When I first attended the inimitable Six on the Beach hat tournament in 2015, I had barely dipped my toe in the world of Korean Ultimate, and had never before played Ultimate on the beach. After that amazing first experience, I wrote up six things I learned from the weekend. Last weekend, I was fortunate enough to attend the latest iteration of the event, and here are six lessons that I brought with me from Sixes 2017.
Cleaning up seaweed is not as gross as you would expect
When we arrived at Bukbu Beach in Pohang on the Saturday morning, raring to compete, we discovered that a large portion of the beach was covered with seaweed. We would need to clear it up in order to have all of the field space that we needed for the four concurrent games that the tournament required. I thought it would take hours. However, with dozens of players helping out, the entire beach was relatively seaweed-free within an hour, and games were only slightly delayed. It was great to see almost everyone who was at the beach helping out to clean up. We shoveled it into bags with discs, rakes, and our hands if necessary. Wet seaweed is definitely less pleasing to handle, the slimy texture far less desirable than the crisp texture of its dried brethren.
Playing a day of Ultimate on less than 6 hours of sleep might result in afternoon naps
Pohang, the city that hosts Sixes, is 3 hours from Seoul by KTX. Kris and I foolishly stayed up late the night before, and I didn’t sleep on the KTX. This meant that I did not have the sleep that I was accustomed to playing on, and fell prey to a savage nap attack. Thankfully, I fell asleep under the cover of a gazebo, so I avoided waking up to sunburn in addition to the surprising loss of time.
When selecting a love motel, shopping around can result in a better deal
Normally, when Kris and I visit Pohang, we stay in a place called the Queen Motel. We do this because it is very close to the bar where Pohang parties are always held. The closer that we are to the party, the better. However, on a friend’s recommendation, we tried a different motel nearby, and saved 10 000 won ($10, R100). More money to spend on festivities!
Your wife may get upset when you forget to watch her play Ultimate
Kris and I ended up on different teams this tournament, and our teams happened to be in completely different pools. This meant that we played at different times, and could watch each other’s games. Kris noticed this, and diligently watched most of my games. I, however, was far less on the ball, missing all of her games on the first day. In my defense, some of them were lost to the aforementioned nap. Nevertheless, I may have ended up slightly in the dogbox and made up for it on the Sunday by watching her games where I could.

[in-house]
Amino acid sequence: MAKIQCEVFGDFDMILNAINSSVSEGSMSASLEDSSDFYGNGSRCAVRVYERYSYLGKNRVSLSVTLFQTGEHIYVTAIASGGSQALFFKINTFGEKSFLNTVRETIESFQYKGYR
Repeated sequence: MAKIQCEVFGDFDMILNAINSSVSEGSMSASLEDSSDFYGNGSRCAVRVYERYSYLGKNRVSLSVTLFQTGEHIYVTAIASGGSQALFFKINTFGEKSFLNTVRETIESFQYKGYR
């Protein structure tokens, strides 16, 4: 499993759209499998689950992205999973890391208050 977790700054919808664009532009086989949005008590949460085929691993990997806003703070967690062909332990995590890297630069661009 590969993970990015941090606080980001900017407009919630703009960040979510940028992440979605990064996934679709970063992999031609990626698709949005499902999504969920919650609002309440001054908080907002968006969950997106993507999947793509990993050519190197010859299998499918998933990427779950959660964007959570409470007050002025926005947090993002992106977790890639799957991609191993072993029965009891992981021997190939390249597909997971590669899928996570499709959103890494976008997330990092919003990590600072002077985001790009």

The mere sight of a plastic guitar can bring back a load of memories
One of my favourite game series ever is Guitar Hero. The simple delight of being able to simulate playing epic tracks in a videogame appealed to both my gaming and musical natures. I spent an inordinate amount of time playing every Guitar Hero game from Guitar Hero 3 to the final Warriors of Rock. I was also pretty good at it, earning the title of top player in South Africa in the final year of the title’s competitive cycle. At the party, I noticed that the bar had a plastic guitar controller leaning against one of the walls, and I was thrown upon a wave of happy memories and desire to revive my love for the genre.
Six on the Beach truly is a must for any Ultimate player in Korea
Every form of Ultimate in Korea has its appeal, from the relaxed competitiveness of ROK-U to the challenge of club play. However, no weekend of Ultimate in Korea can rival Six on the Beach for the sheer joy of playing the game for enjoyment. Results don’t really matter. What matters is that you are having a good time playing the game that you love on a beach surrounded by a large chunk of the Korean ultimate community. Whether you are a fresh arrival to Korea looking to feel out the scene or a seasoned veteran of many years, there is nothing quite like Sixes, and I can’t wait to see what next year’s iteration brings!